Combine rich, instrumental layers and sweet vocal harmonies and the product will likely resemble the musical sound of Dallas folk group Fox and the Bird. About two years after the release of its first full-length album in 2011, the band began working on its most recent record, Darkest Hours, which was digitally released on Tuesday, Jan. 14.

In 2008, a group of Texas musicians began holding living-room gatherings in an effort to learn songs the others had written. Out of these relaxed meetings, a concrete band emerged. Fox and the Bird included four founding members, one of them frontman Dan Bowman of Rockaway, N.J. Inspired by the lyrics of the title track of their first album, Floating Feather, the group dubbed themselves Fox and the Bird.

“[Floating Feather] is a somewhat autobiographical account of a relationship between two people that are the antithesis of one another,” Bowman wrote in an email to The Argus. “A relationship that doesn’t make sense. ‘It’s just like you’ve heard, you take the fox and the bird, and try to make ‘em friendly for a day.’”

Though a total of 13 members have contributed to the project, Bowman is the only remaining member of the original four. Today, the band consists of drummer, percussionist, and ukulele player Paul Grass; violinist Petra Kelly; and banjoist and musical saw player Jacob Metcalf.

Being part of a band is not a new experience for any of the current members. Grass has performed in local rock and roll bands, but his work with Fox and the Bird is his first time playing folk music. Kelly was also exposed to other musical projects and has been involved with several Denton, Texas bands, such as Spooky Folk and Hares on the Mountain. Along with his contributions to Fox and the Bird, Metcalf performs under his own name with another group of musicians (Bowman even acts as a full-time musician in Metcalf’s group).

Deriving musical inspiration from bands like The Low Anthem, Phosphorescent, and The Bowerbirds, the band is identifiable by its textured sound and well-balanced vocals. Songwriters such as Sarah Harmer and Gregory Alan Isakov have helped the group further develop its lyrical repertoire. The composing effort is not the handiwork of a single member, and even former band members contribute to current songwriting endeavors.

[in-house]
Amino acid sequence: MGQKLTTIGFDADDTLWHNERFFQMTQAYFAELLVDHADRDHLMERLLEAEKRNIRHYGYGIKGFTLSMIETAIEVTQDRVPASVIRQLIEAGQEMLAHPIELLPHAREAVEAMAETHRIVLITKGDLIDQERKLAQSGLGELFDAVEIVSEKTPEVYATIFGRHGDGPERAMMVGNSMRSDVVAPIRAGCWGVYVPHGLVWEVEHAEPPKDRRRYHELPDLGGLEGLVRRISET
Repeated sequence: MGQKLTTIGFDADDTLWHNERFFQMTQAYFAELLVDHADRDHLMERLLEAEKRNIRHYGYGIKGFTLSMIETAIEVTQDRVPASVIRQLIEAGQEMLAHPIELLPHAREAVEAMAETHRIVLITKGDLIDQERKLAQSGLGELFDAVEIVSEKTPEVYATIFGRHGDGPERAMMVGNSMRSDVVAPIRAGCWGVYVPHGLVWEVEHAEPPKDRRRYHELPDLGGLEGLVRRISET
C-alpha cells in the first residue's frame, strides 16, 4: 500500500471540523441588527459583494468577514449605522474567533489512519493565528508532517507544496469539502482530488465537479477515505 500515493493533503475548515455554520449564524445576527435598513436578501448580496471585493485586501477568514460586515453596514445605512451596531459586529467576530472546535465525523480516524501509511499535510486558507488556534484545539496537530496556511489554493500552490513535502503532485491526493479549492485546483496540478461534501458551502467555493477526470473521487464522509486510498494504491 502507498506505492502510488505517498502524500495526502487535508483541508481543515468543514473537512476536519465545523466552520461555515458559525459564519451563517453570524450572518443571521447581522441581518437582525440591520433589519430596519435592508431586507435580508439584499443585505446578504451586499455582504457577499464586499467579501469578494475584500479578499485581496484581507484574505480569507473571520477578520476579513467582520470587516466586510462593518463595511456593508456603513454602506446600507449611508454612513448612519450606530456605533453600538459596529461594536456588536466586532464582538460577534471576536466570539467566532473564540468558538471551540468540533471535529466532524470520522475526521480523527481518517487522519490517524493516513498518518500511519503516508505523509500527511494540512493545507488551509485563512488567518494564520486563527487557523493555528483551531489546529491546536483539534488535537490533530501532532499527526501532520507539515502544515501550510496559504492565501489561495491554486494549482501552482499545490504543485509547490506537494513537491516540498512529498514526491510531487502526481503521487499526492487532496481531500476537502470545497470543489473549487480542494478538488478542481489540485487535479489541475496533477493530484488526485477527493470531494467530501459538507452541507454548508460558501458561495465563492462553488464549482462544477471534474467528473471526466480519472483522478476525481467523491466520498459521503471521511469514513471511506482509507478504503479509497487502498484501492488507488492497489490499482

Regarding their newest album, the members of Fox and the Bird are excited to share the product of their hard work with family, friends, and fans. After eight months of recording, mixing, and artwork, Darkest Hours was more than ready to be released to the public this January.

Compared to Floating Feather, the band scaled back in relation to the number of people holding each responsibility in the production process. Though 10 or 12 musicians were prominent on the first record, only 6 were in the studio for the current one. As a result of downsizing, Bowman believes that Darkest Hours is a more cohesive album than its predecessor.

“We are proud of these recordings,” Bowman wrote. “This album feels honest to us. We hope that the album translates to listeners and is relatable because of the honesty of the songwriting. I hope to see this project assist us in our goal to stretch our reach regionally and nationally and, additionally, to open up new avenues for us internationally.”

Where the band’s first album is a bouncy tribute to love and life, Bowman described Darkest Hours as a fitting title for a truly candid record. Though the new album deals with gloomier subject matter, it still maintains an air of optimism.

As the band promotes its music, its members hope to tour and release albums more frequently, and they look forward to collaborating with the artists they have been inspired by over the years. Though no dates have been officially publicized, the band plans on touring in the Midwest to promote the new album. In the meantime, the best ways to listen to Darkest Hours and other Fox and the Bird music include CD Baby, iTunes, and Spotify.

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